- The Washington Times - Friday, October 18, 2002

PHILADELPHIA (AP) Self-styled hippie guru Ira Einhorn, who hid out in Europe for nearly 17 years after being charged with killing his girlfriend, was found guilty yesterday of murdering her and stuffing her mummified corpse in his closet.

Einhorn, 62, was given an automatic sentence of life in prison without parole on the first-degree-murder charge.

He showed no emotion upon hearing the verdict, which drew smiles from the family of his victim, 30-year-old Holly Maddux.

Einhorn was a 1970s counterculture superstar who held "be-in" events and counted yippie Jerry Rubin and rock star Peter Gabriel among his acquaintances.

He insisted he was innocent and said he last saw Miss Maddux in 1977 as she left to make a phone call.

He said he had no idea how her body turned up in a steamer trunk in his apartment closet.

Defense attorney William Cannon said Einhorn planned to appeal.

The guilty verdict capped a stunning fall for a gadfly who lived the life of a country gentleman during his time in France. He appeared on television shows after his arrest five years ago to discuss his plight and posed naked in his garden for Esquire magazine.

Prosecutors said Einhorn was a loutish womanizer who turned violent whenever a woman wanted to leave him. They had him read to jurors from his poems and diary entries, in which he wrote "to kill what you love when you can't have it seems so natural" and "violence always marks the end of a relationship."

The six-man, six-woman jury deliberated for 2½ hours before reaching its verdict. The jurors had been sequestered since late September to avoid influence from media coverage.

Einhorn was captured in France in 1997, 20 years after Miss Maddux vanished. He was returned to the United States last year after assurances were made to the French government that his 1993 conviction in absentia would be vacated and he would not face the death penalty.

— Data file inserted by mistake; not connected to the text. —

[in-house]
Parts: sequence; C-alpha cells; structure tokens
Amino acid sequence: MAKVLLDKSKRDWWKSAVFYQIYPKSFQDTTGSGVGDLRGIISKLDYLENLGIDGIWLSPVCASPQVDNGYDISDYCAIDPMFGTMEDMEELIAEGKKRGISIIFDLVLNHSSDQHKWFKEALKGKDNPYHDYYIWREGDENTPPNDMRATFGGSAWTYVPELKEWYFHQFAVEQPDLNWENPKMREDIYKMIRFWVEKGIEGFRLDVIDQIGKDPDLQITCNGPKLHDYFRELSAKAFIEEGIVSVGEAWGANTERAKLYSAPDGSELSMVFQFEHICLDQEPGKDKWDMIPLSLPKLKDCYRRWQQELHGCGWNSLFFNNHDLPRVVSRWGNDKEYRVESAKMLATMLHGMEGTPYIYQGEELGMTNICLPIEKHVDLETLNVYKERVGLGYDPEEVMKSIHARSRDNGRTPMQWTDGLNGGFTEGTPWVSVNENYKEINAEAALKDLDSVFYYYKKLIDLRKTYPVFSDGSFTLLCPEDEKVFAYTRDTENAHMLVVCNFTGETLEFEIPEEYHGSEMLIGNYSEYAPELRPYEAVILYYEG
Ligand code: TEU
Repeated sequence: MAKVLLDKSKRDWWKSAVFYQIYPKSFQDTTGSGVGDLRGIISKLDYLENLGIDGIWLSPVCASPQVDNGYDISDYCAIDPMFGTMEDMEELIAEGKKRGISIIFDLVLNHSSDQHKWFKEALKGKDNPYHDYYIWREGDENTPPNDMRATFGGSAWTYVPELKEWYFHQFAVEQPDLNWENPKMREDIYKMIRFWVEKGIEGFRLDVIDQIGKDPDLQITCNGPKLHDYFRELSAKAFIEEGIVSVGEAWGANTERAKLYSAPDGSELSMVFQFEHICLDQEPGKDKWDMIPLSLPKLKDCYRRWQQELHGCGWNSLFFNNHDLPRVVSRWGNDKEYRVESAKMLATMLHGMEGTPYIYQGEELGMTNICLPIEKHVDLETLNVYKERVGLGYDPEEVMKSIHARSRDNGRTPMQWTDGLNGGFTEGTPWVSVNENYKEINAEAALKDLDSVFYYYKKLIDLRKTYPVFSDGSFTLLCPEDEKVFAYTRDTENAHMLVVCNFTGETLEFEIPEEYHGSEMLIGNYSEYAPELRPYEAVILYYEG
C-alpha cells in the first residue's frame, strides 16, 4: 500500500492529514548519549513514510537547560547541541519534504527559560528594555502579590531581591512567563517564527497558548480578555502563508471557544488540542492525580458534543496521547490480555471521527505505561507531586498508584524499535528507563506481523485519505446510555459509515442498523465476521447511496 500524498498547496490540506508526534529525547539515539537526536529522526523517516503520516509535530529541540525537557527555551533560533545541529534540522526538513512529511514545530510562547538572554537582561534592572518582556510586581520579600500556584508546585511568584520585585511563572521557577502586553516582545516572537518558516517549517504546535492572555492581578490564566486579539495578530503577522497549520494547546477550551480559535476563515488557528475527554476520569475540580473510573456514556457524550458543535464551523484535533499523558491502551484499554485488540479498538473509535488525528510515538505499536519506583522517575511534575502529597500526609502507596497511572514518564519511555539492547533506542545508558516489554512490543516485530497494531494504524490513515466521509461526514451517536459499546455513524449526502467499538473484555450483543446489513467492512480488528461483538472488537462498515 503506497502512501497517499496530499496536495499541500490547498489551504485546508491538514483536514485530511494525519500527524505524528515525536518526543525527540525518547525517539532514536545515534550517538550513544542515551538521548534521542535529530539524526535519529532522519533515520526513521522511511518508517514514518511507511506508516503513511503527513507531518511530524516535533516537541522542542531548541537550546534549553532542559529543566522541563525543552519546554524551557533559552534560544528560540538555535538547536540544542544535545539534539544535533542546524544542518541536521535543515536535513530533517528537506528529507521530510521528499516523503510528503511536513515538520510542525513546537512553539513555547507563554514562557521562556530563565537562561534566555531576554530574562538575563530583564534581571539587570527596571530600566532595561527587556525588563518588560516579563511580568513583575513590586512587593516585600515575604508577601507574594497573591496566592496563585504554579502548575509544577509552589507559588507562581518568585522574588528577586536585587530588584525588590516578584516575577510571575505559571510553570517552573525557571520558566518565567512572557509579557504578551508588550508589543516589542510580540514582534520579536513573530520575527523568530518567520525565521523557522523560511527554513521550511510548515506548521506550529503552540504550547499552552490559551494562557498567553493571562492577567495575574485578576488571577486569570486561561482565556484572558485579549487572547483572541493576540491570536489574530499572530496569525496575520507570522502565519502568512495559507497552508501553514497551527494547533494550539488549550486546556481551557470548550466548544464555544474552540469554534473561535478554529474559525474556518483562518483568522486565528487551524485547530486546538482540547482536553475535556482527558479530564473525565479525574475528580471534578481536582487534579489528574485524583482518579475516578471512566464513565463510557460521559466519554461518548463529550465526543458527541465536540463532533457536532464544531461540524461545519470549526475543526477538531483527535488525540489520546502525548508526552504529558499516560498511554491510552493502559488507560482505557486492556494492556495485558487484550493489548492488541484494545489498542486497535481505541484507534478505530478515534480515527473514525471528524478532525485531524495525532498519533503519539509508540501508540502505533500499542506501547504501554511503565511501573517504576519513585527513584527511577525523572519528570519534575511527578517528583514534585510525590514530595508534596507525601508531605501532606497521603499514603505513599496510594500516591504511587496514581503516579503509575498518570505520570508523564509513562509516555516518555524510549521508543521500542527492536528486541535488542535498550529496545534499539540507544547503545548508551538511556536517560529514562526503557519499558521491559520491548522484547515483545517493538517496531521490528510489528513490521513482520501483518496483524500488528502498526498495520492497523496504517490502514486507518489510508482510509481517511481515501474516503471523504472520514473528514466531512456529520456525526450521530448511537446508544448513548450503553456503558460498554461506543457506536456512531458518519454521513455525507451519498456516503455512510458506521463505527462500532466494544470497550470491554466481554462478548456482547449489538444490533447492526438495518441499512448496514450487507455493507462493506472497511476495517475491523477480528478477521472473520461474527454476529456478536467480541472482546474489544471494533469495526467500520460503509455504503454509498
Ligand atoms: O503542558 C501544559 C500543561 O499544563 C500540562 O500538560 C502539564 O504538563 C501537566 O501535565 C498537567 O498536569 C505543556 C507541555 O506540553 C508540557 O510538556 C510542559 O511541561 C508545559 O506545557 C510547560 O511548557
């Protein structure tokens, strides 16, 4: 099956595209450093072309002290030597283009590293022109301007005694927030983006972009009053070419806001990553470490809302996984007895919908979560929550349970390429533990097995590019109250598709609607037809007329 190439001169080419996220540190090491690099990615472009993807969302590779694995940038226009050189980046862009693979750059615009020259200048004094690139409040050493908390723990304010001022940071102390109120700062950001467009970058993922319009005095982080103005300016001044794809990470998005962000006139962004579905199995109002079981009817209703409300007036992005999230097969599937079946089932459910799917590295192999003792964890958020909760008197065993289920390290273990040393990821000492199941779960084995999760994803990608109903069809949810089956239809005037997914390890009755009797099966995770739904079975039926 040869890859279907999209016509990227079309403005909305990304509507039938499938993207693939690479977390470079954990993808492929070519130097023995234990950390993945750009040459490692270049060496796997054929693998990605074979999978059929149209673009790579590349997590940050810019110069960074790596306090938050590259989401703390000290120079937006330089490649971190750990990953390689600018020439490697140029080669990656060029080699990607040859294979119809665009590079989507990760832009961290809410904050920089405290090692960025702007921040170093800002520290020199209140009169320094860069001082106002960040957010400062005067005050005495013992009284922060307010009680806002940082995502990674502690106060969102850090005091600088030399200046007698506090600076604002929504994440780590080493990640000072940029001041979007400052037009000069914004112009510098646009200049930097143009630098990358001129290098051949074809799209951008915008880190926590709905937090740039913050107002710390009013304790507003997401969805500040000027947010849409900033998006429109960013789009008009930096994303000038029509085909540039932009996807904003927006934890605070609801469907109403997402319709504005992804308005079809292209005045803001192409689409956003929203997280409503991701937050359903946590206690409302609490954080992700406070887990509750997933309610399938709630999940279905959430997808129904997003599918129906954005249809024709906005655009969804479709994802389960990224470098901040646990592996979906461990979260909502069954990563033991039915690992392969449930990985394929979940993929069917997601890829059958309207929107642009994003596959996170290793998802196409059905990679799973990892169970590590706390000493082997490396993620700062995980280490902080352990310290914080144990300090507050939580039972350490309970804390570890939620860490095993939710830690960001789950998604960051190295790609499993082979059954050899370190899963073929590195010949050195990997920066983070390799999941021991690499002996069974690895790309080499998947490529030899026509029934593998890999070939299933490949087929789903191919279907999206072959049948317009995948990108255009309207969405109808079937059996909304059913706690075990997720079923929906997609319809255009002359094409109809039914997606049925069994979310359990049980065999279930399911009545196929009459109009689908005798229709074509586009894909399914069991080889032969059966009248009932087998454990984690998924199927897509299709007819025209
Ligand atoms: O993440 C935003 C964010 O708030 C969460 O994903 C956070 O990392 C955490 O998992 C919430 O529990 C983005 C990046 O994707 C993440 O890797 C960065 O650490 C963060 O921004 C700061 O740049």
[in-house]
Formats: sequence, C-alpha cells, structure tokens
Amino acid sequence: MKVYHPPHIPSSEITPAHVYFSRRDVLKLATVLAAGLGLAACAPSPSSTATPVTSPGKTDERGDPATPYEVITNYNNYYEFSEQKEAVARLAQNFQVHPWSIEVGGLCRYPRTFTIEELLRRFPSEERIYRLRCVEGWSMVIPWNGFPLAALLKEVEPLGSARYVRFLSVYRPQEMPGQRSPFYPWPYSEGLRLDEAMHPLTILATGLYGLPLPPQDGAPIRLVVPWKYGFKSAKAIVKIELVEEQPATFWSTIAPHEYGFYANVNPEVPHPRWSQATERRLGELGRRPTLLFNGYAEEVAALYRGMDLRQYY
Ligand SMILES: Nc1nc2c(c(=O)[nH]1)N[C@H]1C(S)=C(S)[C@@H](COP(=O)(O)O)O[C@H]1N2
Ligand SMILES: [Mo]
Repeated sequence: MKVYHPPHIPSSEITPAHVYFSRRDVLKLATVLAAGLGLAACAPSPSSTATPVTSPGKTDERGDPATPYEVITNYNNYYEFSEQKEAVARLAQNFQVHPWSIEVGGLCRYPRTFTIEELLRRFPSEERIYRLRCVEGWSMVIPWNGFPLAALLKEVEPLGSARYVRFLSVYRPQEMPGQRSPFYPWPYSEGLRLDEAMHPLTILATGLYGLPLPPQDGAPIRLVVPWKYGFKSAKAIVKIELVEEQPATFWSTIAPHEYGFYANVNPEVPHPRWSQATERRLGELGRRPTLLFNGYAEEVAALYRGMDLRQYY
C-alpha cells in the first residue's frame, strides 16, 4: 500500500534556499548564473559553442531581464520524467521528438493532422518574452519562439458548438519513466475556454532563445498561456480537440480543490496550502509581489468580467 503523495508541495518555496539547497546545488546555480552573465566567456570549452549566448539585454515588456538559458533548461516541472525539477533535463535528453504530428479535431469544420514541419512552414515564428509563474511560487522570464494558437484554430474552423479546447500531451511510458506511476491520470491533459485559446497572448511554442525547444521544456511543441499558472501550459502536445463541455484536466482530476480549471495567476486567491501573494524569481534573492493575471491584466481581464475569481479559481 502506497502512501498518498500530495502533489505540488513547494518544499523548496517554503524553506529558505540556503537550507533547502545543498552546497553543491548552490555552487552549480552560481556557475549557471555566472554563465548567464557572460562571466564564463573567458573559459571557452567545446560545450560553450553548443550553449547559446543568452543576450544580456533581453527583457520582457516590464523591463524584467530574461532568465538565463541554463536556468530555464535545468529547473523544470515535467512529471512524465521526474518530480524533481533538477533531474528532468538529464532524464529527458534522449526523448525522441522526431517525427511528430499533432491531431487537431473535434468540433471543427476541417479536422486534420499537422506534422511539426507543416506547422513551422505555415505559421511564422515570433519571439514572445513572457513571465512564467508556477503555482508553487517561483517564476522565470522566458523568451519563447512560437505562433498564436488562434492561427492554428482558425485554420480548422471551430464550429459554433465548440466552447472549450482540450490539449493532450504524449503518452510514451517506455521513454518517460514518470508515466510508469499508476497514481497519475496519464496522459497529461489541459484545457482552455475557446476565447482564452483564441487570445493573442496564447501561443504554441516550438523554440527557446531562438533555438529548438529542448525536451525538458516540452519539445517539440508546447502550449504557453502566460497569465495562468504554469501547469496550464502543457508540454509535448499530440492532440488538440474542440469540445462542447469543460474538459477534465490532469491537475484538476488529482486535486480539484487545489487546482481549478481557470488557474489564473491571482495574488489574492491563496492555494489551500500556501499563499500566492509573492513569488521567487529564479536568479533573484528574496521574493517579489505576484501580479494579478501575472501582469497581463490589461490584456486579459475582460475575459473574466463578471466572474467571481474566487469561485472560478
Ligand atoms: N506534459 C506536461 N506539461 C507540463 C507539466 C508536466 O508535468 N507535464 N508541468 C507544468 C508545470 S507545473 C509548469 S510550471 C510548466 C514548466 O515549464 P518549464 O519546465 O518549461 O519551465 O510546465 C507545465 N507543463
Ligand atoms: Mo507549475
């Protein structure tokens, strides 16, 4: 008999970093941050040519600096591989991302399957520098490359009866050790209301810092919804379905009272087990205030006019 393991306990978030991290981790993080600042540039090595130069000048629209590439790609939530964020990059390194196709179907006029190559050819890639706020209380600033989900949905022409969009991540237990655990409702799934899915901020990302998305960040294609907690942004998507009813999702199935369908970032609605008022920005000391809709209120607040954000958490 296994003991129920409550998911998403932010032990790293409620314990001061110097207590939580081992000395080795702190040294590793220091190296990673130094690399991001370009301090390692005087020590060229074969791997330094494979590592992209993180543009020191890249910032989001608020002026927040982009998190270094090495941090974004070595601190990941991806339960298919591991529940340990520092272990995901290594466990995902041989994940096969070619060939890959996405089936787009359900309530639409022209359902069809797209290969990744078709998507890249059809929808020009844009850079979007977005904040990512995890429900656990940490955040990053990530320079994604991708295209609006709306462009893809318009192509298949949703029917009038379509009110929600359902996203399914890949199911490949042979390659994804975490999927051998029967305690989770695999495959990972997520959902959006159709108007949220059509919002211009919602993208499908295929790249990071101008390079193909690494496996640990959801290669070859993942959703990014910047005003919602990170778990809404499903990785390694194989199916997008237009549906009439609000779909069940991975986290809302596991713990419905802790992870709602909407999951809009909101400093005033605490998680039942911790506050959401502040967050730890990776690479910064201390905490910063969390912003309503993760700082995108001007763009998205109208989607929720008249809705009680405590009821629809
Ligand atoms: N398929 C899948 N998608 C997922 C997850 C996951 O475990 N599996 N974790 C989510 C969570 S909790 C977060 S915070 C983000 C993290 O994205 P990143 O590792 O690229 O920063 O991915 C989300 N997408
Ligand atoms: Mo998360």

Miss Maddux's sister, Meg Wakeman, told jurors that Miss Maddux was "the leading light and life of our lives" and called her killing "a simple act of utter selfishness."

During the trial, friends and acquaintances of Miss Maddux described seeing her bruised and intimidated during her tumultuous five-year relationship with Einhorn. In the weeks before she disappeared, they said, she had grown happier and more confident because of her independence from him.

Former friend Michael Hoffman testified that Einhorn once discussed attacking a former girlfriend in 1966.

"He thought that at the base of all human interaction was violence, at the base of our internal being was violence," Mr. Hoffman testified, adding that Einhorn drew his ideas from the writings of the Marquis de Sade among others.

Prosecutors also called to the stand the former owner of a bookstore who said Einhorn once asked for a "how-to" book on mummification one that specified the "herbs or any liquid used in the process."

Defense attorney William Cannon said Einhorn encouraged an "open relationship" in which he and Miss Maddux had other sexual partners, claiming the hippie guru espoused the concept of "free love" counter to the prosecution argument that rage toward his lover's new relationship led to murder.

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